At the Last Supper, Jesus told his Apostles: “I am the way and the truth and the life” (Jn 14:6), prompted by a comment from Thomas. Jesus had told the Apostles that he was going away in order to prepare a place for them, so that they could be with him. And then said, “Where [I] am going you know the way” (Jn 14:4). Thomas said to him, “Master, we do not know where you are going; how can we know the way?” (Jn 14:5). Jesus reassured Thomas that, in fact, they did know the way: it is Jesus himself. That is still true for us today. Jesus wasn’t just the way, the truth, and the life for the Apostles — he is the way, the truth, and the life for us, too.
The Gospels, written with faith and with the inspiration of the Holy Spirit, are meant to bring us to faith in Jesus, to this experience of Jesus as our way, our truth and our life. Just as the first Apostles and disciples had to make a journey of faith by coming to know Jesus personally, so do people in every age. The Gospels help us do that by presenting Jesus through the lens of those who are already on this journey. The Apostles and evangelists had come to a place of personal knowledge and love of Jesus Christ. They believed that the reality of his divinity. They gave up their livelihoods, and ultimately their lives, to preach and teach about Jesus. They did not come to that faith overnight. As we know from the Gospels, the Apostles did not fully believe in Jesus immediately or understand his teachings perfectly. Over and over again we hear about the Apostles’ lack of faith, their foibles and their mistakes. However, they did not remain stuck in their unbelief and spiritual dullness. Jesus did not leave them in their limitations. He enabled them, just as he does for us, to come to believe in God’s saving will and his personal love and providence.
The Gospels, then, tell us about the life and teaching of Jesus from the perspective of those whose lives were transformed by Jesus. The Gospel writers recorded Jesus’ passion, death and resurrection so that we would know what really happened to Jesus of Nazareth. The same story of Jesus has been shared with us, from the Apostles and disciples, for 2,000 years. Why does it still matter? Jesus became a man like us so that we might walk this path of faith, like the Apostles before us, and finally reach our supreme happiness with him forever in heaven. St. Paul put it this way: “[Jesus] indeed died for all, so that those who live might no longer live for themselves but for him who for their sake died and was raised (2 Cor 5:15). Living for Jesus means living a divine life, one that has been changed by grace, and continues to transform as we grow in union with God. We have access to God — Father, Son and Holy Spirit — in the sacraments, especially in the most holy Eucharist, in the virtues of faith, hope and charity, and in the word of God in the Bible.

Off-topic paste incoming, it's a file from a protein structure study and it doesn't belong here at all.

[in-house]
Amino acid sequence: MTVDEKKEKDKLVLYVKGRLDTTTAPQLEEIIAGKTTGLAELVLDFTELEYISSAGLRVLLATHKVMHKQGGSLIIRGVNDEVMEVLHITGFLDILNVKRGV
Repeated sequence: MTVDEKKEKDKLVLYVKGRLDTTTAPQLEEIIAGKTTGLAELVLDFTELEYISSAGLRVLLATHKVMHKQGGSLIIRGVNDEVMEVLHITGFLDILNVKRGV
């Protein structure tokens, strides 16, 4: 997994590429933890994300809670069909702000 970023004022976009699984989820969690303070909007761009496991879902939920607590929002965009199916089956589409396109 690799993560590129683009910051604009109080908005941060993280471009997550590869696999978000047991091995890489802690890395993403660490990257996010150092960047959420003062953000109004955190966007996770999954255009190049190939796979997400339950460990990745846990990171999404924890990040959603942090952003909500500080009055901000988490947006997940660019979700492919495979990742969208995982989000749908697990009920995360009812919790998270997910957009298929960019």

Indeed, Sacred Scripture allows us to have an encounter with the risen Lord Jesus. As we read Scripture, there are steps we can take to dispose ourselves to the reality of Jesus’ love for us and God’s saving presence in our lives. Pope Emeritus Benedict XVI puts it this way in a 2006 Q/A with young people: “It must first of all be said that one must not read Sacred Scripture as one reads any kind of historical book, such as, for example, Homer, Ovid, or Horace; it is necessary to truly read it as the Word of God, that is, by entering into a conversation with God…with prayer, saying to the Lord, ‘Help me to understand your Word, what it is you want to tell me in this passage.’” That little prayer is a deliberate act to open one’s heart to the presence of God in his Word. If we are open and listening, we will notice how God speaks to us through his sacred Word, but also through the events and circumstances and interactions of the day.
St. Augustine would encourage a very similar openness to God’s word: “I knocked at the door of the Word to find out at last what the Lord wants to say to me.” This disposition of ready listening is crucial to developing a lived relationship with God. The reason is that, by reading Scripture, we have an opportunity to listen to the living God. We also receive an invitation to respond, addressed specifically to the heart of each person. God desires our friendship, not for his own sake, but because he knows that is what will ultimately bring meaning, purpose and happiness to our lives.
Sister Anna Marie McGuan, RSM, is director of Christian formation in the Diocese of Knoxville.